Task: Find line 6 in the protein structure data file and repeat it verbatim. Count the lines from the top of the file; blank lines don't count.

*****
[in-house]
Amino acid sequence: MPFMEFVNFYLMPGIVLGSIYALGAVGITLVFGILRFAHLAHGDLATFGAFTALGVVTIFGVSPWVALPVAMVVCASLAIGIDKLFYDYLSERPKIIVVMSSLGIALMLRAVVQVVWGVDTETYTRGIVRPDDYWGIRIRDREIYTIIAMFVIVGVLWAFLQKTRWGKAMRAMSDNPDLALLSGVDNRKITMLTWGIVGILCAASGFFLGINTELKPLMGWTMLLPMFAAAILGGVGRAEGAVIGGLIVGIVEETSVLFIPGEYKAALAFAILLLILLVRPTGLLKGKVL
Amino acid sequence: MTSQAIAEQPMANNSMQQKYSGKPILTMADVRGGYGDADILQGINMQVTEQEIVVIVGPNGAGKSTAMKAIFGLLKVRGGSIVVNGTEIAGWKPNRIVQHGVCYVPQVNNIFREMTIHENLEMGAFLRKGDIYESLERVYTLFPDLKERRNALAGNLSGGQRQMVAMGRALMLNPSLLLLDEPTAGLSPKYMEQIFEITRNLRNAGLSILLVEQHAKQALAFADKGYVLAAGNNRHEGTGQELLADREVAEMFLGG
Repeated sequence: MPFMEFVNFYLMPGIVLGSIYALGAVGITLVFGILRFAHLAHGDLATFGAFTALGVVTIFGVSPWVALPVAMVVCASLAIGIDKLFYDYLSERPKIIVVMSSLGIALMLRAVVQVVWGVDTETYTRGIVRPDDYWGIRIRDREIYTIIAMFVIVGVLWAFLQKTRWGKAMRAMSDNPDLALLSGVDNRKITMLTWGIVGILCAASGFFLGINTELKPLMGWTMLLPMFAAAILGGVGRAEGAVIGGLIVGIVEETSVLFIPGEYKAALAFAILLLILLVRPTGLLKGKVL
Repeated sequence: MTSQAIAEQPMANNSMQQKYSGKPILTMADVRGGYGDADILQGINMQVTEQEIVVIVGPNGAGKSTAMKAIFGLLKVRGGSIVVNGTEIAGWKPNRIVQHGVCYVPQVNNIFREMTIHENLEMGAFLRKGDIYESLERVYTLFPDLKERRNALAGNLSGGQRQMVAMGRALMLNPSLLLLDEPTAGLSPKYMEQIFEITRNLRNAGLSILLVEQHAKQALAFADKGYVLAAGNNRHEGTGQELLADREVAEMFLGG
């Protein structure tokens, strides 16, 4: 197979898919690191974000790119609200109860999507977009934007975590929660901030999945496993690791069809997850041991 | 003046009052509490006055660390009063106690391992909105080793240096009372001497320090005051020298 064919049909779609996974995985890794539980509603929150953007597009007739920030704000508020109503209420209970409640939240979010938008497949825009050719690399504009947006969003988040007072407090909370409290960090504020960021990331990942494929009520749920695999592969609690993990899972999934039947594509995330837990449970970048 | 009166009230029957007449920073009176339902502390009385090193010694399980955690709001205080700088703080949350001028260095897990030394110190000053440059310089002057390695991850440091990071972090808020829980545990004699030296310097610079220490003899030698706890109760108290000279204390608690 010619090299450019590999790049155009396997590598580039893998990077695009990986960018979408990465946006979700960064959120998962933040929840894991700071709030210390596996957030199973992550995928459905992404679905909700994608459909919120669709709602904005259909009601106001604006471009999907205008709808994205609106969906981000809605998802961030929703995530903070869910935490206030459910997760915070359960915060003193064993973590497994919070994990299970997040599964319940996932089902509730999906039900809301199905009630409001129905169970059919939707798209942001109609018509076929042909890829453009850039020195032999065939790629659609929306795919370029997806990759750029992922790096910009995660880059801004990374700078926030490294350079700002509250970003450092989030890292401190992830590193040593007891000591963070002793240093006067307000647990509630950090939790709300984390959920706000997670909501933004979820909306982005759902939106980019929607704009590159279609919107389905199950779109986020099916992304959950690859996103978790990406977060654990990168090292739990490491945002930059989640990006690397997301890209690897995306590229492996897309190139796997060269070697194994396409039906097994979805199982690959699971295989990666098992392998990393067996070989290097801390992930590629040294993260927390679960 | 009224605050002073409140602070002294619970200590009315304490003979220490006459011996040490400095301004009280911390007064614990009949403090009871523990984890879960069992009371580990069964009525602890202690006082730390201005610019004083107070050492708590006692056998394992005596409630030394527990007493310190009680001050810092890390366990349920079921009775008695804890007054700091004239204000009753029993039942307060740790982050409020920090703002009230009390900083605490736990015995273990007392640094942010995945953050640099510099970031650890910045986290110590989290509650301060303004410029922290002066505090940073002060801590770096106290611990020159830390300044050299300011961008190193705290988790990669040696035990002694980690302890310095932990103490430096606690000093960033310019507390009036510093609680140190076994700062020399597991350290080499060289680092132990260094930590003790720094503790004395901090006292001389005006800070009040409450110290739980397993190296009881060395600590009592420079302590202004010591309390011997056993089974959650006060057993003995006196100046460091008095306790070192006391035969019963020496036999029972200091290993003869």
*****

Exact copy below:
């Protein structure tokens, strides 16, 4: 197979898919690191974000790119609200109860999507977009934007975590929660901030999945496993690791069809997850041991 | 003046009052509490006055660390009063106690391992909105080793240096009372001497320090005051020298 064919049909779609996974995985890794539980509603929150953007597009007739920030704000508020109503209420209970409640939240979010938008497949825009050719690399504009947006969003988040007072407090909370409290960090504020960021990331990942494929009520749920695999592969609690993990899972999934039947594509995330837990449970970048 | 009166009230029957007449920073009176339902502390009385090193010694399980955690709001205080700088703080949350001028260095897990030394110190000053440059310089002057390695991850440091990071972090808020829980545990004699030296310097610079220490003899030698706890109760108290000279204390608690 010619090299450019590999790049155009396997590598580039893998990077695009990986960018979408990465946006979700960064959120998962933040929840894991700071709030210390596996957030199973992550995928459905992404679905909700994608459909919120669709709602904005259909009601106001604006471009999907205008709808994205609106969906981000809605998802961030929703995530903070869910935490206030459910997760915070359960915060003193064993973590497994919070994990299970997040599964319940996932089902509730999906039900809301199905009630409001129905169970059919939707798209942001109609018509076929042909890829453009850039020195032999065939790629659609929306795919370029997806990759750029992922790096910009995660880059801004990374700078926030490294350079700002509250970003450092989030890292401190992830590193040593007891000591963070002793240093006067307000647990509630950090939790709300984390959920706000997670909501933004979820909306982005759902939106980019929607704009590159279609919107389905199950779109986020099916992304959950690859996103978790990406977060654990990168090292739990490491945002930059989640990006690397997301890209690897995306590229492996897309190139796997060269070697194994396409039906097994979805199982690959699971295989990666098992392998990393067996070989290097801390992930590629040294993260927390679960 | 009224605050002073409140602070002294619970200590009315304490003979220490006459011996040490400095301004009280911390007064614990009949403090009871523990984890879960069992009371580990069964009525602890202690006082730390201005610019004083107070050492708590006692056998394992005596409630030394527990007493310190009680001050810092890390366990349920079921009775008695804890007054700091004239204000009753029993039942307060740790982050409020920090703002009230009390900083605490736990015995273990007392640094942010995945953050640099510099970031650890910045986290110590989290509650301060303004410029922290002066505090940073002060801590770096106290611990020159830390300044050299300011961008190193705290988790990669040696035990002694980690302890310095932990103490430096606690000093960033310019507390009036510093609680140190076994700062020399597991350290080499060289680092132990260094930590003790720094503790004395901090006292001389005006800070009040409450110290739980397993190296009881060395600590009592420079302590202004010591309390011997056993089974959650006060057993003995006196100046460091008095306790070192006391035969019963020496036999029972200091290993003869």